That is my partner in crime - I am so proud!

Abbie - your post was spot on and very inspiring advice for all women!  Having been the "only woman in the room" for much of my career, it has been quite a challenge!  It takes tremendous confidence, diligence, strength and most of all, courage to push forth and not be afraid to push the limitations. Having your voice heard is the ultimate accomplishment.

Finding life balance has been equally as challenging. I was just saying the other day how I was going to my second job leaving work, than onto my 3rd with kids activities, housework, etc. Literally, it is a balancing act and I'm constantly challenged with taking on a bit more than I can handle!  But, I plug forth when I see my contributions are many and I've had fun along the way.

Embrace the present and celebrate!

 

Kelly, couldn't agree more. My good friend David Grandy says "Just muscle through it, you will make it." Sometimes that is what it takes to have so many jobs. :)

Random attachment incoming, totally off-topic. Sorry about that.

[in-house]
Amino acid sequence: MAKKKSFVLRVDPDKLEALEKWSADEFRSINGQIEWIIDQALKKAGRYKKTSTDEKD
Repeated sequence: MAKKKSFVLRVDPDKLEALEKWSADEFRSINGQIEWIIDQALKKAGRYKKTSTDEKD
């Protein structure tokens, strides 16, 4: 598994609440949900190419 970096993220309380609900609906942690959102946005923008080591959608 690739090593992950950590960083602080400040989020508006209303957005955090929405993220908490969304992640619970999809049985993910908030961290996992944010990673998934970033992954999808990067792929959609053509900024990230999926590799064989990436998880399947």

You made me cry!  I agree, everyone has strengths and weaknesses.  Its important we realize those and embrace them.  And persevere on.  Love you!!

As a Baby Boomer who is now on year 33 of her career, I count myself lucky to have worked with many amazing women along the way. In my first career in magazine publishing, about 90 percent of my colleagues were women. We started and grew successful magazines and conferences, never once really thinking about the fact that we might be women doing what may have traditionally been a “man’s job.”  In my second career here at HDR, I am greatly inspired by many women who I get to work with every day -- women in architecture and interior design, research, sustainable design, graphic design, communications, photography, operations, consulting, and marketing -- powerful and inspiring role models who push me every day to be the best I can be. Perhaps my career is unusual, but I count my blessings everyday that I have never felt like the only woman in the room.

Thank you for sharing your personal experience in a way that all of us can access Abby!! There are some universal truths here yet room for all our messy human-ness to show up. Thanks for taking the time to share.

Nice Job, Abbie!

You are an inspiration!

Abbie-